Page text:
Ground Cover Supplement : GC Supplement - Soil constraints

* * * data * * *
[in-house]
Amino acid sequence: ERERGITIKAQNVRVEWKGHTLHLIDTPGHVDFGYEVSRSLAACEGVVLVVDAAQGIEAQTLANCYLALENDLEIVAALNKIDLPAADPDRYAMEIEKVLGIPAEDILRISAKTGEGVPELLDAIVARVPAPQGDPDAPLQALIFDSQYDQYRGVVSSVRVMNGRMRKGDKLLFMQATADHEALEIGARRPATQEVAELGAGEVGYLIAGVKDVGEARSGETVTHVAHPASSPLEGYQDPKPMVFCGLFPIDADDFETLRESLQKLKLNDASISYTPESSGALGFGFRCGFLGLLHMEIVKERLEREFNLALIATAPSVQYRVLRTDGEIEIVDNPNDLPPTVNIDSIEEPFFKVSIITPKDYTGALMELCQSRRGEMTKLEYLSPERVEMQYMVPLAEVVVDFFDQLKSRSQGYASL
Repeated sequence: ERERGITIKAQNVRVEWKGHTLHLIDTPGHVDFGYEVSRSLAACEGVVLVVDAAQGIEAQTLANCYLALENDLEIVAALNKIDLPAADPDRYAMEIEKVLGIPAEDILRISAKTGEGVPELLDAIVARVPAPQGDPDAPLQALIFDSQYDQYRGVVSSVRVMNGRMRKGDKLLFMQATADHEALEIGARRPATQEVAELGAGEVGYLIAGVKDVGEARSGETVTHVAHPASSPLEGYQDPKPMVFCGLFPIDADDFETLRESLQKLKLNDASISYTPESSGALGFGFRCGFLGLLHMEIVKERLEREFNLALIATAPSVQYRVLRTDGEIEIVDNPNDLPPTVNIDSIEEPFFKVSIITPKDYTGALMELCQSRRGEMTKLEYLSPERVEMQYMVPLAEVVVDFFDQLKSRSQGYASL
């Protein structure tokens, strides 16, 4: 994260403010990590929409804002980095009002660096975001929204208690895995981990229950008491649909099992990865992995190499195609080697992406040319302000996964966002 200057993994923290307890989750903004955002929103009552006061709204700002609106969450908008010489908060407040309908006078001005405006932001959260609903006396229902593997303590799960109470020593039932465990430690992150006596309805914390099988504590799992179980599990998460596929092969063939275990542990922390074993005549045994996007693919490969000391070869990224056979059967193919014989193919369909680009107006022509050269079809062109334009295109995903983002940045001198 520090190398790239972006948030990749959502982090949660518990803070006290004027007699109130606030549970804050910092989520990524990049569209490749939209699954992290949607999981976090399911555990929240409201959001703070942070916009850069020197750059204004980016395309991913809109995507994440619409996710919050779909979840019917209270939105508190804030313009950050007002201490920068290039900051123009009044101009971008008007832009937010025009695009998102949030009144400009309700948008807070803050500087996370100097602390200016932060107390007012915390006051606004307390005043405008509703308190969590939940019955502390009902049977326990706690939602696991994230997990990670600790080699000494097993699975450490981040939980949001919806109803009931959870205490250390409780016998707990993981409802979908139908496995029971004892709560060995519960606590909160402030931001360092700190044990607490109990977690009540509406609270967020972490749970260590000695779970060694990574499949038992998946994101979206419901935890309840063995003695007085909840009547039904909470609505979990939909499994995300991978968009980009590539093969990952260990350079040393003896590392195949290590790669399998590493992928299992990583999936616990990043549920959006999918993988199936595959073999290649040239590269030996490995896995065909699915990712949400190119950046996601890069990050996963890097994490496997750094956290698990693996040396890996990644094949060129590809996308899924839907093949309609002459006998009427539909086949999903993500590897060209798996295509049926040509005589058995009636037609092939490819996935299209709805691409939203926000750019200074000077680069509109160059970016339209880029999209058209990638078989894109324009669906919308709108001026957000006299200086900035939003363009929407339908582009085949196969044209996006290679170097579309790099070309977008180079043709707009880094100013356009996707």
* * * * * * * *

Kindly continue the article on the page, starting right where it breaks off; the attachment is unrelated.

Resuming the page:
DOUBLE-TYNED RIPPER REMOVES DEEP COMPACTION A threefold increase in crop machinery weight over the past 30 years has resulted in severe soil compaction at a depth that many current rippers struggle to reach 14 Compaction trialled at six locations across the WA wheatbelt in 2015 and on a range of soil types, from deep coloured and deep earthy sands, deep pale sand over gravel, dense york gum duplex, gimlet loam and sand and gravel over clay. The results of the trials will be evaluated over the next four years with a variety of different treatments incorporated using opening plates such as lime, gypsum and organic matter including topsoil used at the sites in order to further improve the economics of removing deep compaction. □ GRDC Research Codes DAW00242, DAW00243 More information: Dr Paul Blackwell, DAFWA, firstname.lastname@example.org, 08 9368 3333 By Bindi Isbister A NEW RIPPER DESIGN being evaluated by the Department of Agriculture and Food, Western Australia (DAFWA), across the WA wheatbelt is showing promise for removing compaction at depths of 50 to 60 centimetres (pictured). The ripper has two rows of in-line tynes: one at the front that rips to 30 centimetres and one at the back that rips to 60cm. The front (or leading) row of tynes reduces the power (draft force) required to pull the ripper, which is a major cost of the deep-ripping process. The dual set of tynes removes the compaction layer more effectively as the leading tynes pave the way for the rear tynes to penetrate more effectively at depth. Recent DAFWA research demonstrated that the addition of a single, shallow leading tyne working in-line and ahead of a deep-ripping tyne could reduce the ripping draft force on clay soils by up to 18 per cent and on sandy-textured soils by 10 to 15 per cent (Table 1). The new ripper design has been developed to cope with the increased depth of soil compaction now common across the WA wheatbelt, which has resulted from the heavier cropping machinery used over the past decade. An additional feature of the new design is the inclusion plates fitted to the rear tynes, which hold open the ripped slot while topsoil with or without ameliorants falls or is dragged into the ripped section by chains. Slotting of topsoil organic matter, lime and gypsum into the ripped section is being evaluated for its capacity to improve soil structure and pH at depth and prolong the ripping benefit. Ripping with the inclusion plates has successfully moved topsoil down the profile in the ripping slots and early measurements show the ripping has reduced the penetration resistance of the soil (Figure 1). Observations of volunteer canola with long taproots in some of the ripped plots support the lowered soil-resistance measurements. The modified deep ripper is being A new ripper design (pictured) rips at two depths (300-millimetre tynes at front and 600mm tynes at rear) in one pass. Inclusion plates on the rear tynes are being trialled to incorporate topsoil and soil ameliorants such as lime or gypsum to depth. PHOTO: DAFWA TABLE 1 Force required to deep rip a compacted loamy sand at Merredin, WA, using either a classic ripper (single tyne at 33cm) or a classic ripper + a single or double leading tyne at various depths. Ripper set-up Surface area disturbed (m2) Force required (kilonewtons/m2) Proportion of classic ripper force (%) Classic ripper (one tyne at 33cm) 0.29 95 Single leading tyne 8cm 0.25 84.5 --11 Single leading tyne 13cm 0.27 80 --15 Single leading tyne 18cm 0.28 100 +6 Double leading tyne (one at 18cm and one at 23cm) 0.26 100 +8 SOURCE: HAMZA et al (2013) PERTH CROP UPDATES Control Rip Rip + openers Depth (mm) Cone index kPa ('000) 0 2 1 3456 0 100 200 300 400 500 600 700 FIGURE 1 Soil penetration resistance profiles in moist soil at Munglinup, May 2015, using a prototype version of a new dual-tyned ripper developed to remove deep compaction.
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